I mean, working in forensics would probably feel more strange to me.  Being a ghost hunter might also be more strange. Still, this is strange.

I wrapped up the last of 60+ days of training yesterday for the new job I took in May.  {Disclaimer:  all identifying details about this family have been changed.}  After following in another therapist's footsteps for 30 days, and having my supervisor watch every move I make with a client for 30 days, I am feeling more than ready to be out on my own.

I have been working with families for a long time.

So yesterday was the closing of 30 days of services with a family.  Brief reminder:  I provide time limited, very intense, in home therapy to families at risk of the kids going into foster care.  It's definitely present with me that it's either my therapy or bust.  And while that doesn't, to me, feel like much of a choice to the families, I'm also constantly reminded that it's the better choice.

Our data's good, by the way.  (I'm trying to keep this pretty informal, but, honestly, when I write sentences like that, as a former Research Assistant, I cringe a little.)  But, anyway.  It's pretty good.  2 years after our therapeutic services, 80% of these families who were at immediate risk of placement still have their kids.  And what we know about bonding, attachment and long term overall goodness is that, if safe and if possible, it's better for kids to stay with their families.

O, what was my point, anyway?  O, yes.  So.  I wrap up 30 days of intense in home family therapy.  We've done a tad bit of narrative therapy, a tad bit of solution focused therapy, a whole lotta' cognitive behavioral therapy, attachment work, parent education and a whole lotta' old fashioned social work advocacy.  Not enough food in the house?  In the car with you!  We get to learn about food benefits!  Monthly budgets?  They're awesome.  Let's work on one.

And with that, of course, is the gentle confrontation that comes in therapy regarding inconsistency, how actions don't mirror stated values, etc.  And when you're working  with PARENTS about their KIDS, you're treading on pretty sacred ground.   I wasn't sure how this would go.  I mean.  Although this service has a lot of the same elements of mental health therapy, it feels significantly different to ME.

But here's what happened on the last day, after 30 days of ups, downs, middles, and kiddos singing crazy songs in the car:  this family gently thanked me for coming into their home (even though *I* didn't feel like it was much of a choice for them) and said, "You helped all of us learn how to be better with each other."  And one of the parents choked up, tears welling, and said, "There are better ways to be a parent.  I understand my kids a little better now."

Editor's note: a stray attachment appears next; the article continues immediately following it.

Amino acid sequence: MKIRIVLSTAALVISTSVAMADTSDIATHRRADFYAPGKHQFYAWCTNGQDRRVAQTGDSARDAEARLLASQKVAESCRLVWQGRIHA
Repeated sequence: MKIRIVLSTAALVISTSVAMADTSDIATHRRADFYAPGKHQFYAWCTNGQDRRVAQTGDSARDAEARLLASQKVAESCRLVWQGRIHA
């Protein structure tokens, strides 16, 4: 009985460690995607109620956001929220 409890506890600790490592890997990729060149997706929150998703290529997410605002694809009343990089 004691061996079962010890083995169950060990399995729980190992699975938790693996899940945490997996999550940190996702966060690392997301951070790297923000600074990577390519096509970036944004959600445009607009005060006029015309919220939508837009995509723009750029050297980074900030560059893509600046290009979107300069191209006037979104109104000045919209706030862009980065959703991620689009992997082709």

It's not always going to go this well.  I've been in the field for 12 years.  I know that.  What I'm left with today, though, as I'm writing my closing reports, is that this might be one of the more strange social work jobs I've had.  I've never really worked with NEAR mandated clients before.  Wait, no.  That's a total lie.  The kids in juvie were absolutely mandated, but that was a little different.

And what I can already tell is that this job is going to be a humbling lesson for me, as a therapist, in the art of asking for change, challenging to greatness, and celebrating any victory that comes along.  I'm also reminded that, even though I provide almost the same amount of therapy hours in 30 days that I provided in almost a year in mental health, change takes time.  I'm asking parents for a significant paradigm shift in a very short amount of time:  to very quickly explore how they were raised, what children know, what has worked for them and why. This process is going to be what it will be.

Hopefully, in the middle ground of asking for change and therapy, I'll continue to have these moments of connection with parents and their kids.  That's why I'm in it.  That moment where a person understands that I'm seeing them as a human being and I'm honoring them as a human being, no matter what the circumstances, is critical.  It'll be on me to offer these services in a manner that's empowering, honoring and authentic.

O, social work.  My strange, sometimes undecipherable, constant, familiar companion.  What AM I going to do with you?  Today you're my dear friend.  Next week, you might be my biggest headache.    You are what you are.  I guess we're in this for the long haul.

1 Comment

  1. AandW Drive-Thru on July 28, 2013 at 1:41 PM

    I think it takes an amazing person to walk into a situation such as this and offer help in a way that is accepted. You have a huge heart Lisa dear.

     


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